The first robotic tractor to operate commercially on a UK farm is hard at work weeding vegetables in Suffolk.
A Robotti 150D from the Danish manufacturer Agrointelli was bought for around £150,000 by Home Farm Nacton, a conventional and organic vegetable business which was looking to improve technology and reduce its reliance on seasonal labour.
The tractor is controlled by GPS via an onboard computer and follows a pre-programmed planned route in the field. The model at Home Farm has two Kubota 75HP diesel or biofuel engines, each of which takes 110 litres of fuel which is enough for the machine to run continuously for around 24 hours.
Home Farm produces a range of crops including leeks, brassicas, potatoes, sugar beet and cereals across 1940ha. Farm director, Andrew Williams said his board was confident robotics are the future for farming.
“A large amount of our produce is organic, so we are increasingly limited in how we can control weeds,” he said.
“Mechanical weeding is repetitive work, as is manual weeding and sourcing seasonal overseas labour is becoming increasingly difficult. We wanted to future-proof the farm, and Robotti is perfectly suited to our set-up.
“It does exactly what we need, moving soil in the early stage of growth with guaranteed precision. It will be used for weeding this year, but we also plan to use it for topping and drilling in the future.”
Obstacles such as telegraph poles or trees are logged at the programming stage and any unexpected obstacles cause Robotti to stop in its tracks for safety reasons. An online portal follows the machine’s progress and provides real-time updates.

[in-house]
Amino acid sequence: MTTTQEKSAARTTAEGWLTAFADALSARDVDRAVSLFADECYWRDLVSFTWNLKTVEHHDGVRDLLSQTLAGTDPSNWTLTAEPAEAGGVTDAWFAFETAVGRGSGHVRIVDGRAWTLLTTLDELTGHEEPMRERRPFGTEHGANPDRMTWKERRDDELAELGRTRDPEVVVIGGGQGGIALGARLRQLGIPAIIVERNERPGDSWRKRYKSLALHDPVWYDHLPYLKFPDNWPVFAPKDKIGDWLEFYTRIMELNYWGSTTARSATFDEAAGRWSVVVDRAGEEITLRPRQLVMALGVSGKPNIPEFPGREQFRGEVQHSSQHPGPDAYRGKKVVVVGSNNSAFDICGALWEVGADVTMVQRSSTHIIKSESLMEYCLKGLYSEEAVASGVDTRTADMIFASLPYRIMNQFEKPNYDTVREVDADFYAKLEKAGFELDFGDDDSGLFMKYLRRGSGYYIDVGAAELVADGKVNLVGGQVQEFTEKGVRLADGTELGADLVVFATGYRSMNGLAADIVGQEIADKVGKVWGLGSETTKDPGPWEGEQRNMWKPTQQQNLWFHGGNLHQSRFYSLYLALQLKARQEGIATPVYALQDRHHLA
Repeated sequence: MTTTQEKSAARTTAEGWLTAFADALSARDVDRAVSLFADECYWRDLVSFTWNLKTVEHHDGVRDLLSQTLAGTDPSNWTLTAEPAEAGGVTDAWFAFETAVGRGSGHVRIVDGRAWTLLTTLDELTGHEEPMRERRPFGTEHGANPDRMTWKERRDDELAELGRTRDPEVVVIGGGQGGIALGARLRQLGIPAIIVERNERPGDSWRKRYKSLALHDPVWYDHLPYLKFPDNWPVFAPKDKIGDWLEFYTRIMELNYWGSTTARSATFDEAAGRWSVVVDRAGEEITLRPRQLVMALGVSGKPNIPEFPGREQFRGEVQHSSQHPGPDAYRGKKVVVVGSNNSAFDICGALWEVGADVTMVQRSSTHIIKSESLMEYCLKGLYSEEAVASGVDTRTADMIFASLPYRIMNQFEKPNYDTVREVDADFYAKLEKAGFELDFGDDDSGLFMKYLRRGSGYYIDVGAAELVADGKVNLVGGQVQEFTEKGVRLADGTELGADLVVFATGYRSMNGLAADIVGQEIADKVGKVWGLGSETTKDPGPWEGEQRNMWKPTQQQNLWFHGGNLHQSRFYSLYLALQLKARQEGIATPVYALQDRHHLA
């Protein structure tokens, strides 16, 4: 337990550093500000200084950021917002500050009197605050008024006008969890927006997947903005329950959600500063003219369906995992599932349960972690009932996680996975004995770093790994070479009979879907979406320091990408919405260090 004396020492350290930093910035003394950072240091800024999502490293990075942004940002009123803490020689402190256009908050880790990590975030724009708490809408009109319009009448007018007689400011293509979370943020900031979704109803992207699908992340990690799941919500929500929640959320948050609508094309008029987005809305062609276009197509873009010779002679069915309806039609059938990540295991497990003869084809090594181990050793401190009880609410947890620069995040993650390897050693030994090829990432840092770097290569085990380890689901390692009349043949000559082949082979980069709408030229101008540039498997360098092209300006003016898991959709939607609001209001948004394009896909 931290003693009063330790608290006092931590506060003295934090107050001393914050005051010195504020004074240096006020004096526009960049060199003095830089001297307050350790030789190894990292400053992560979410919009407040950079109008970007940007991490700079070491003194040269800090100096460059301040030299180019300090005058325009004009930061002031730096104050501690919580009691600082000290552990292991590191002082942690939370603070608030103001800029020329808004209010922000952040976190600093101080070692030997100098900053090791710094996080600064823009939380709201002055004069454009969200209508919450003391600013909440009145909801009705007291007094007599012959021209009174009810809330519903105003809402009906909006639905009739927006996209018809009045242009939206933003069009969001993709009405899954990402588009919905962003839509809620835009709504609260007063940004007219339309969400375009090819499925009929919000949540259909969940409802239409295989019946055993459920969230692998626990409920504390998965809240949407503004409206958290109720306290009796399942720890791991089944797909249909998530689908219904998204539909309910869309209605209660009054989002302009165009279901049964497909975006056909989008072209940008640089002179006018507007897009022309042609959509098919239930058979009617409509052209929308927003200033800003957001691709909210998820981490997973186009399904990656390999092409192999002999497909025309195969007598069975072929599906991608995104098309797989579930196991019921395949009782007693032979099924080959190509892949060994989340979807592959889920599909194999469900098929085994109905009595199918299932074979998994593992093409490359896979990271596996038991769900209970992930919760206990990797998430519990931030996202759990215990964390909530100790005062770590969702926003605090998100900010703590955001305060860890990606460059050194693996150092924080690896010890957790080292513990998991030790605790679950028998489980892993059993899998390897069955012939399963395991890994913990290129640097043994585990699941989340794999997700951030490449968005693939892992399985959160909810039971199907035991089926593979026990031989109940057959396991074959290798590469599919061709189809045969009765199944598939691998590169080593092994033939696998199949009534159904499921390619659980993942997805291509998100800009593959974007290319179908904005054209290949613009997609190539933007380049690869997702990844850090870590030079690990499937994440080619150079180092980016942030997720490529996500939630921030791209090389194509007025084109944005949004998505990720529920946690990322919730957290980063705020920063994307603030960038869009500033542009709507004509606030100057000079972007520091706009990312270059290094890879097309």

Agrointelli sales manager Frederik Rom said the set up on any farm is simple.
“It took approximately 10 minutes to map a four-acre field at Home Farm, and a further 10 minutes to log the weeding plan into the system,” he said.
“It is important for this to be accurate from the start as it will determine reliable performance.”
Mr Williams added: “I can leave Robotti working in the field quite happily, knowing that it will send me an alert if there is an issue or if something unexpected is in its way,” he said.
“It has front and rear cameras which I can view at any time and I’m able to check the progress of crop growth at any location within that field without having to walk to see it.”
Home Farm Nacton is largely light land, but development trials in Denmark indicate the equipment also works well on heavier land and is particularly effective with bed systems and row crops.